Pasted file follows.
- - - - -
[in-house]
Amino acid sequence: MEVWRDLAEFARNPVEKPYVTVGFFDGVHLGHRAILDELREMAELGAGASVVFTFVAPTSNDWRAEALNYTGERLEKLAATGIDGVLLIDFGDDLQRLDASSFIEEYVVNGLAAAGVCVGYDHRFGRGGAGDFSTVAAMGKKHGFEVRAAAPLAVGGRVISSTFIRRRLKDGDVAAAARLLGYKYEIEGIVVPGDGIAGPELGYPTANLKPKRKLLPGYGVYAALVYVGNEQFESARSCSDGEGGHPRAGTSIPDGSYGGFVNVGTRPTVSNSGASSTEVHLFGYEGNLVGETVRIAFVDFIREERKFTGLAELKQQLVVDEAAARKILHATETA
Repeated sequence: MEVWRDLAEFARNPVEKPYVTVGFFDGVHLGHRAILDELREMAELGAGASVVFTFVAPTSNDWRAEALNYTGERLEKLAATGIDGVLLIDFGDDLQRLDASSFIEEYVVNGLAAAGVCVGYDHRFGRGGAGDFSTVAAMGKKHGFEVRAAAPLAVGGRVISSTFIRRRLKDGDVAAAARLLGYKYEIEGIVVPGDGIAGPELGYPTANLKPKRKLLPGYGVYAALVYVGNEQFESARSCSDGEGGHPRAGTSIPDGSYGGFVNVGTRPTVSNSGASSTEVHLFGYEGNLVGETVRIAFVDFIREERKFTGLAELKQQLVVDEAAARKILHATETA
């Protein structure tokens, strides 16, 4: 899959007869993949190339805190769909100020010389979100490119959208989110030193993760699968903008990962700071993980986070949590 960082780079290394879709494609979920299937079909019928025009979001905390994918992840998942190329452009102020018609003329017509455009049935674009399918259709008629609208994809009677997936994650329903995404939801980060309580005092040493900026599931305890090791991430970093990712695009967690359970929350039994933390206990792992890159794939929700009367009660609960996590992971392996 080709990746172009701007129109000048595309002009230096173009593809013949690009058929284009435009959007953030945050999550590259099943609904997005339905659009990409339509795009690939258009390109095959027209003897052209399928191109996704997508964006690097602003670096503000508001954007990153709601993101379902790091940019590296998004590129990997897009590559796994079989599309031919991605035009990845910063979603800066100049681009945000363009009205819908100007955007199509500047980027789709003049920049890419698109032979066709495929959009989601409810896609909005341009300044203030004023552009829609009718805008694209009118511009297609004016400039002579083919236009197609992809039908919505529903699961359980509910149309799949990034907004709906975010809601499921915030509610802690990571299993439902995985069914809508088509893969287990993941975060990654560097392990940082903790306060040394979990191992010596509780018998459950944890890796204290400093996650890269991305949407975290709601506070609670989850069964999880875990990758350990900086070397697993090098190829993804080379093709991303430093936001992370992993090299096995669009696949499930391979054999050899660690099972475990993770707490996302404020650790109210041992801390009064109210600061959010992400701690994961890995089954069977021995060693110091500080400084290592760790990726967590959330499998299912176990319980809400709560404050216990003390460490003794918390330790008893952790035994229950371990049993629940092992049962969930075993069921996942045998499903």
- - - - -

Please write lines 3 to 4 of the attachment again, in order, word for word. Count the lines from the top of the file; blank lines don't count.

Repeated sequence: MEVWRDLAEFARNPVEKPYVTVGFFDGVHLGHRAILDELREMAELGAGASVVFTFVAPTSNDWRAEALNYTGERLEKLAATGIDGVLLIDFGDDLQRLDASSFIEEYVVNGLAAAGVCVGYDHRFGRGGAGDFSTVAAMGKKHGFEVRAAAPLAVGGRVISSTFIRRRLKDGDVAAAARLLGYKYEIEGIVVPGDGIAGPELGYPTANLKPKRKLLPGYGVYAALVYVGNEQFESARSCSDGEGGHPRAGTSIPDGSYGGFVNVGTRPTVSNSGASSTEVHLFGYEGNLVGETVRIAFVDFIREERKFTGLAELKQQLVVDEAAARKILHATETA
């Protein structure tokens, strides 16, 4: 899959007869993949190339805190769909100020010389979100490119959208989110030193993760699968903008990962700071993980986070949590 960082780079290394879709494609979920299937079909019928025009979001905390994918992840998942190329452009102020018609003329017509455009049935674009399918259709008629609208994809009677997936994650329903995404939801980060309580005092040493900026599931305890090791991430970093990712695009967690359970929350039994933390206990792992890159794939929700009367009660609960996590992971392996 080709990746172009701007129109000048595309002009230096173009593809013949690009058929284009435009959007953030945050999550590259099943609904997005339905659009990409339509795009690939258009390109095959027209003897052209399928191109996704997508964006690097602003670096503000508001954007990153709601993101379902790091940019590296998004590129990997897009590559796994079989599309031919991605035009990845910063979603800066100049681009945000363009009205819908100007955007199509500047980027789709003049920049890419698109032979066709495929959009989601409810896609909005341009300044203030004023552009829609009718805008694209009118511009297609004016400039002579083919236009197609992809039908919505529903699961359980509910149309799949990034907004709906975010809601499921915030509610802690990571299993439902995985069914809508088509893969287990993941975060990654560097392990940082903790306060040394979990191992010596509780018998459950944890890796204290400093996650890269991305949407975290709601506070609670989850069964999880875990990758350990900086070397697993090098190829993804080379093709991303430093936001992370992993090299096995669009696949499930391979054999050899660690099972475990993770707490996302404020650790109210041992801390009064109210600061959010992400701690994961890995089954069977021995060693110091500080400084290592760790990726967590959330499998299912176990319980809400709560404050216990003390460490003794918390330790008893952790035994229950371990049993629940092992049962969930075993069921996942045998499903």